One avenue of speculation is to look at gaps in the USAF's line-up. One obvious example is high-precision stealth attack: The B-2 and F-22 have the ability to drop GPS-inertial weapons on coordinates generated or updated by radar, but that's not the same as electro-optical targeting and laser guidance, which seemingly went away with the retirement of the F-117 six years ago: that technology gives you strike damage assessment as well as greater accuracy. The USAF has also talked about "penetrating, stand-in electronic attack" as an enabler for other strike systems - and talked in the same way about penetrating intelligence, surveillance and reconnaissance, even when the Northrop Grumman RQ-180 was under development to perform that mission. 

Discuss this Blog Entry 2

Phil van Leeuwen (not verified)
on Apr 26, 2014

I agree that there must be a follow-on manned aircraft to the SR-71 Blackbird or the "black" program budget is suspect. Ben Rich was quoted as saying that there was technology 50 years beyond Buck Rogers going on at Area 71 when interviewed several years ago. The technical intelligentsia of the USA would certainly like to think that that is the case. It is likewise my hope that we are not disappointed in this regard.

on Nov 24, 2014

Fifty years beyond Buck Rodgers would be fusion powered with gravitic lift using field mechanics of some sort. Ben Rich was selling a lie to make the U.S. aerospace industry look more advanced than it is as a function of being thoroughly rutted in turbine+airfoil era of reaction mass + lift flight.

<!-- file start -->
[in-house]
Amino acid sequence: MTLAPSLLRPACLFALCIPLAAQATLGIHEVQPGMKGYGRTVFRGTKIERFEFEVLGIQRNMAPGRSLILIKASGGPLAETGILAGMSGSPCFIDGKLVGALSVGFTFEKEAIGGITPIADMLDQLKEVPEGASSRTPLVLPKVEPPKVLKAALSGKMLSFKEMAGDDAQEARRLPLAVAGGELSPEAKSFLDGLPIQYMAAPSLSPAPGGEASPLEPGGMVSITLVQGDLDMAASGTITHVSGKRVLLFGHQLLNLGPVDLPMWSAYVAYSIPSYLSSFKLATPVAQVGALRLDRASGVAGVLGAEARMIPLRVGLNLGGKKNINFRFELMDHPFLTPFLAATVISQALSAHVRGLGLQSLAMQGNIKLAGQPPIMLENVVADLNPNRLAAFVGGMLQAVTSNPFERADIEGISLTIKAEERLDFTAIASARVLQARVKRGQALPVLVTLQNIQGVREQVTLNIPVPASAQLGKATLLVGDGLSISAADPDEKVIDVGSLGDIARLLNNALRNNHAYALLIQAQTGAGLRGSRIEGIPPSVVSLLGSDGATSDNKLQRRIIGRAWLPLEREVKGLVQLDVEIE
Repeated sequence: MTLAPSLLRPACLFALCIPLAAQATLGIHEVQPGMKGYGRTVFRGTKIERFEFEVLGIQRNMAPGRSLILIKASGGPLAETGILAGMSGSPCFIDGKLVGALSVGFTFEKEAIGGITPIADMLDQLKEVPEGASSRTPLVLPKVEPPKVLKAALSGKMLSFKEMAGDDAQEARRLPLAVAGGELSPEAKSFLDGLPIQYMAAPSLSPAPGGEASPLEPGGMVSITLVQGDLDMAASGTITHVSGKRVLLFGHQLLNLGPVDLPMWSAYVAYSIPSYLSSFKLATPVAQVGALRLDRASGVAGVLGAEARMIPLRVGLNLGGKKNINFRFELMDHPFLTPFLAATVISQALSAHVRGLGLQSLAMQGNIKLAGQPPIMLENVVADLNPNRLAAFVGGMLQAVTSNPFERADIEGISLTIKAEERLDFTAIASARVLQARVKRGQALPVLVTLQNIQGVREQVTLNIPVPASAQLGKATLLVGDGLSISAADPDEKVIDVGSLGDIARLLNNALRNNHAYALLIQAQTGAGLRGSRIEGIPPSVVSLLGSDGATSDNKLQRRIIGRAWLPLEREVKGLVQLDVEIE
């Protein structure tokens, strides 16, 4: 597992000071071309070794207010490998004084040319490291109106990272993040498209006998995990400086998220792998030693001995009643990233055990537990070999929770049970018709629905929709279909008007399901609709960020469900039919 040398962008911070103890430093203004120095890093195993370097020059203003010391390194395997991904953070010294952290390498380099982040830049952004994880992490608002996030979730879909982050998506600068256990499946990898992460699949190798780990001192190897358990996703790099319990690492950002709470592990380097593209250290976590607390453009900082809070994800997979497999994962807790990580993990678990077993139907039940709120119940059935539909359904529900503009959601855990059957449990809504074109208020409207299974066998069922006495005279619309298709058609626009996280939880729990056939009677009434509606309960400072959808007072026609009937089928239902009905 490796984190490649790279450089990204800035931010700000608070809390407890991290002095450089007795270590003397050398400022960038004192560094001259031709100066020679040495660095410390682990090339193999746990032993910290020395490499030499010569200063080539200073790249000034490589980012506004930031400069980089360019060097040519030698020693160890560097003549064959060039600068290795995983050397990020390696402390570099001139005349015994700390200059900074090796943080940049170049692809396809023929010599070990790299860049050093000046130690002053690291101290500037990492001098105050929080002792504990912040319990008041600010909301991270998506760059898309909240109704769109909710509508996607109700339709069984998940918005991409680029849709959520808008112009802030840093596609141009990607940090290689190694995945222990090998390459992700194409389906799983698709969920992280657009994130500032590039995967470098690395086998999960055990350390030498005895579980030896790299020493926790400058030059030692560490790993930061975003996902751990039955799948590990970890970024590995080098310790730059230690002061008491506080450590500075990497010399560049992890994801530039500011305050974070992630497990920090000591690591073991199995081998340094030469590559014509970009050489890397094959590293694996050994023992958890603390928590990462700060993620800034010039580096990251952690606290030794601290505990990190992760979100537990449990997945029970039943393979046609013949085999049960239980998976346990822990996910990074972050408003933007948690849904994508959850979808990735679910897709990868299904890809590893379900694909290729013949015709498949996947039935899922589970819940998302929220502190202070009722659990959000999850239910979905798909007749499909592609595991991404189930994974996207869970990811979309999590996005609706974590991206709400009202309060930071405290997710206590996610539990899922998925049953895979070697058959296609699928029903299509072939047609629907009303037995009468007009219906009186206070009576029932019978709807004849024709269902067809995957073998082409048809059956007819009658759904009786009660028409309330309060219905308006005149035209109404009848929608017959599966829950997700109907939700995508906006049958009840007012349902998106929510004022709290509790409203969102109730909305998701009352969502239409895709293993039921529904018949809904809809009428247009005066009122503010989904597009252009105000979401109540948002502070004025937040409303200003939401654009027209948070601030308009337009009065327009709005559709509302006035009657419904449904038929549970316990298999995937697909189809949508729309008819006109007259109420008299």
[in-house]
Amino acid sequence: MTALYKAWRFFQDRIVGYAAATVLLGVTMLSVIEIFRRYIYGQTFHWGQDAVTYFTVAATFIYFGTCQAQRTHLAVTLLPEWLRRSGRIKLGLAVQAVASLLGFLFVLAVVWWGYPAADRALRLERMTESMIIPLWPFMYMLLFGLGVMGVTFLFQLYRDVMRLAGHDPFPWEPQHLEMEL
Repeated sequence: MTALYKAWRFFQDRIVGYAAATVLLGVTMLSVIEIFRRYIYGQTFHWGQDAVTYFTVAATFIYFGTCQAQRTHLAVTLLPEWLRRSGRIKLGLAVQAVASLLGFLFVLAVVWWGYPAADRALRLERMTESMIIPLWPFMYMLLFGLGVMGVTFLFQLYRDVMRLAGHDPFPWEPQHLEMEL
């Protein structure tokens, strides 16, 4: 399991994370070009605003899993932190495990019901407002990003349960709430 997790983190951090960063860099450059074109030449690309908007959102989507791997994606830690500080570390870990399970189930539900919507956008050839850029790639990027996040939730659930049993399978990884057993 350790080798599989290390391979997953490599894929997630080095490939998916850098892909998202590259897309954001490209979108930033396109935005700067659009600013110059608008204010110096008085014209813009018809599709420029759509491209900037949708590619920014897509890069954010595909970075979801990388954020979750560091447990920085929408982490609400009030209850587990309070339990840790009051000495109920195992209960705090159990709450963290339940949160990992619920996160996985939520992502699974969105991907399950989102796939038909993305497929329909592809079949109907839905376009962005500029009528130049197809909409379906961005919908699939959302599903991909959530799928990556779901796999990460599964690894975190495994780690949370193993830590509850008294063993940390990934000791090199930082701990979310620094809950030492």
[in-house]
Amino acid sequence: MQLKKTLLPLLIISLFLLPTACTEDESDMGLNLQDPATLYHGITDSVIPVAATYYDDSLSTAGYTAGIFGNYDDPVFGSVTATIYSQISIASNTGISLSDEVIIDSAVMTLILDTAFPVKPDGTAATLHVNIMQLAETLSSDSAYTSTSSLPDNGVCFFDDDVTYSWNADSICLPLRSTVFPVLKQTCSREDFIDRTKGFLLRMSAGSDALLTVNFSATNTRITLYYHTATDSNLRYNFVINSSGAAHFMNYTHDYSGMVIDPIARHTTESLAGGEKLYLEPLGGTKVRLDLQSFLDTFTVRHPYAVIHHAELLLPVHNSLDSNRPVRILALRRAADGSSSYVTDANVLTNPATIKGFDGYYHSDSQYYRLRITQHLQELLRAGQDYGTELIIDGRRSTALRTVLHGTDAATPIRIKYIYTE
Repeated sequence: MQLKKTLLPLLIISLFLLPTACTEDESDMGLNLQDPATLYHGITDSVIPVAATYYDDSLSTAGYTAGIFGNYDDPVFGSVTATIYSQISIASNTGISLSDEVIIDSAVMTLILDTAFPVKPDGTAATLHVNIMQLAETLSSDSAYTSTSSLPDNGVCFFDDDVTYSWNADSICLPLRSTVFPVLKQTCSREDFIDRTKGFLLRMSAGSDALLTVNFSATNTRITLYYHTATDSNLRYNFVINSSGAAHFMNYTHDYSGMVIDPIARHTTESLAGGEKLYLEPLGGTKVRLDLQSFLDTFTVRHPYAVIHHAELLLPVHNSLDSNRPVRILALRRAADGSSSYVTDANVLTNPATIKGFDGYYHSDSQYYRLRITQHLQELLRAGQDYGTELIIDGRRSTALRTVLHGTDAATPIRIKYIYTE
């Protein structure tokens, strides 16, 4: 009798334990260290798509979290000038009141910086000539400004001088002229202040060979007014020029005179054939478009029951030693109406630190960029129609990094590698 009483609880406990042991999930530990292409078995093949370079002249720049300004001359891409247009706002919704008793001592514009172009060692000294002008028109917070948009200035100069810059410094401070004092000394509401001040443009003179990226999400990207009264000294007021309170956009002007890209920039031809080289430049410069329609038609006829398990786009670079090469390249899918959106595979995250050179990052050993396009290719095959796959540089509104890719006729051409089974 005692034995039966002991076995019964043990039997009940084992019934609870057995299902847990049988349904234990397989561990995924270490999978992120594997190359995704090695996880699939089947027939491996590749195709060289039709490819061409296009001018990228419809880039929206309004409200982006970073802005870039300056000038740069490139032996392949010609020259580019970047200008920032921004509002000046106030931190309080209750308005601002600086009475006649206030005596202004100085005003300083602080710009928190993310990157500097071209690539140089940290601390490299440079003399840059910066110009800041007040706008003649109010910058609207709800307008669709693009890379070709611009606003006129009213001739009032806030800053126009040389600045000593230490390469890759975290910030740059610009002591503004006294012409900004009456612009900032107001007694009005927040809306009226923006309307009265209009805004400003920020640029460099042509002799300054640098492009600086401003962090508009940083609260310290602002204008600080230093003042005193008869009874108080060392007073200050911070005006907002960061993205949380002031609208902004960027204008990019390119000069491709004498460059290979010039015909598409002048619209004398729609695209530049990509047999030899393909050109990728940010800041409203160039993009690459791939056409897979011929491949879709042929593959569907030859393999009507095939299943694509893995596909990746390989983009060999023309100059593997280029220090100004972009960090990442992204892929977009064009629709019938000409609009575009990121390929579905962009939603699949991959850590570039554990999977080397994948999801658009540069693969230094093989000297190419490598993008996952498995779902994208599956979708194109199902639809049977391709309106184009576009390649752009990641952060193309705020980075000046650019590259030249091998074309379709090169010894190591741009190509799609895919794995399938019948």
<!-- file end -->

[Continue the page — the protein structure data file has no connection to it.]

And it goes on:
Have said that, the future to stealth detection is not RF but EO with multi and hyperspectral systems both cheaper and able to be packaged in much smaller packages.

Consider an adaptive optics package the size of a small astronomical mirror telescope that crosses the majority of a flying wing's inner wing panels and yet focusses laterally out to a set of radial detectors, each with a 2500X2500 equivalent array size with multi-doped detector elements.

You will look up into the clear high nothing and you will see, not just very cool contrasts of ultrahigh mixing ratio engine exhausts but also the wake patterns of the tips, drawing slightly differentiated Mach shocks as vortices invisible to the human eye but not to a hyperspectral sensor.

Any jet large enough to fly at 40K or higher without active EO-LO as Peltier tiles or the like (Black Fox/Adaptiv etc.) will draw a unique blackbody radiometric contrast visible to both IR and MMW sensors as different from the sky temp. with a 'shadow' as big as a B-2 will be especially hard to blend.